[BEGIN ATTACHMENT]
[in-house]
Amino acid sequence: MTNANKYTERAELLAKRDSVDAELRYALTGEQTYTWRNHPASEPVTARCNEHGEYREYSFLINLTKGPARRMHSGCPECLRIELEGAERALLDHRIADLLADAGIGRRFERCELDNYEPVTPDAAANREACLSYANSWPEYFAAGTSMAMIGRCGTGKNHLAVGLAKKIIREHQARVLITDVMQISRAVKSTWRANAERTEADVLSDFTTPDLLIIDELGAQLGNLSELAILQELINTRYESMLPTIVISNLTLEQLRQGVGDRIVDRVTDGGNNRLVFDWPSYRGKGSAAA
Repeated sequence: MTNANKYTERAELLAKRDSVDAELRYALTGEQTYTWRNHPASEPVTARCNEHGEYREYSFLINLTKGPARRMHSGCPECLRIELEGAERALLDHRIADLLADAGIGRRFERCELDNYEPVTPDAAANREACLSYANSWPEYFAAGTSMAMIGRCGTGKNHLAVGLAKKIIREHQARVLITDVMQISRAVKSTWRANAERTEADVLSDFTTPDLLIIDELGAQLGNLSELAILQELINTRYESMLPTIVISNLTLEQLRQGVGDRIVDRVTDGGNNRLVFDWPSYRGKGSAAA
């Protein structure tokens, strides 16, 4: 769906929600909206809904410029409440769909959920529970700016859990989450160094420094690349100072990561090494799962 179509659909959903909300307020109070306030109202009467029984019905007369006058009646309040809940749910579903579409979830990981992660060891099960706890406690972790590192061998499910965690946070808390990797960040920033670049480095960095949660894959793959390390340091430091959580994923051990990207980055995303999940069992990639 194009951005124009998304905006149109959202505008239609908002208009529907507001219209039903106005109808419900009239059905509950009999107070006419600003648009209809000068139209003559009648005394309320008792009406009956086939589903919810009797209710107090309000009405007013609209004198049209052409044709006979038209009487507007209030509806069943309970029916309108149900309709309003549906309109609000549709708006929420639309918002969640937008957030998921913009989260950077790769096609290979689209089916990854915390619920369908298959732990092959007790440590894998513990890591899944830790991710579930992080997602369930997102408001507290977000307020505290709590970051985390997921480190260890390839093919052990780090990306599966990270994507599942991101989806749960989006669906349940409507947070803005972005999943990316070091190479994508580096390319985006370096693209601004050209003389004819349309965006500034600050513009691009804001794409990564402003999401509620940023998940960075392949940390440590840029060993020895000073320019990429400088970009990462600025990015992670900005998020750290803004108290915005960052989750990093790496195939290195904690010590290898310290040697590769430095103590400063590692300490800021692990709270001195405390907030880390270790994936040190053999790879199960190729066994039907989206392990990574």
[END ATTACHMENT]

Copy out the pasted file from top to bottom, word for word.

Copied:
[in-house]
Amino acid sequence: MTNANKYTERAELLAKRDSVDAELRYALTGEQTYTWRNHPASEPVTARCNEHGEYREYSFLINLTKGPARRMHSGCPECLRIELEGAERALLDHRIADLLADAGIGRRFERCELDNYEPVTPDAAANREACLSYANSWPEYFAAGTSMAMIGRCGTGKNHLAVGLAKKIIREHQARVLITDVMQISRAVKSTWRANAERTEADVLSDFTTPDLLIIDELGAQLGNLSELAILQELINTRYESMLPTIVISNLTLEQLRQGVGDRIVDRVTDGGNNRLVFDWPSYRGKGSAAA
Repeated sequence: MTNANKYTERAELLAKRDSVDAELRYALTGEQTYTWRNHPASEPVTARCNEHGEYREYSFLINLTKGPARRMHSGCPECLRIELEGAERALLDHRIADLLADAGIGRRFERCELDNYEPVTPDAAANREACLSYANSWPEYFAAGTSMAMIGRCGTGKNHLAVGLAKKIIREHQARVLITDVMQISRAVKSTWRANAERTEADVLSDFTTPDLLIIDELGAQLGNLSELAILQELINTRYESMLPTIVISNLTLEQLRQGVGDRIVDRVTDGGNNRLVFDWPSYRGKGSAAA
């Protein structure tokens, strides 16, 4: 769906929600909206809904410029409440769909959920529970700016859990989450160094420094690349100072990561090494799962 179509659909959903909300307020109070306030109202009467029984019905007369006058009646309040809940749910579903579409979830990981992660060891099960706890406690972790590192061998499910965690946070808390990797960040920033670049480095960095949660894959793959390390340091430091959580994923051990990207980055995303999940069992990639 194009951005124009998304905006149109959202505008239609908002208009529907507001219209039903106005109808419900009239059905509950009999107070006419600003648009209809000068139209003559009648005394309320008792009406009956086939589903919810009797209710107090309000009405007013609209004198049209052409044709006979038209009487507007209030509806069943309970029916309108149900309709309003549906309109609000549709708006929420639309918002969640937008957030998921913009989260950077790769096609290979689209089916990854915390619920369908298959732990092959007790440590894998513990890591899944830790991710579930992080997602369930997102408001507290977000307020505290709590970051985390997921480190260890390839093919052990780090990306599966990270994507599942991101989806749960989006669906349940409507947070803005972005999943990316070091190479994508580096390319985006370096693209601004050209003389004819349309965006500034600050513009691009804001794409990564402003999401509620940023998940960075392949940390440590840029060993020895000073320019990429400088970009990462600025990015992670900005998020750290803004108290915005960052989750990093790496195939290195904690010590290898310290040697590769430095103590400063590692300490800021692990709270001195405390907030880390270790994936040190053999790879199960190729066994039907989206392990990574």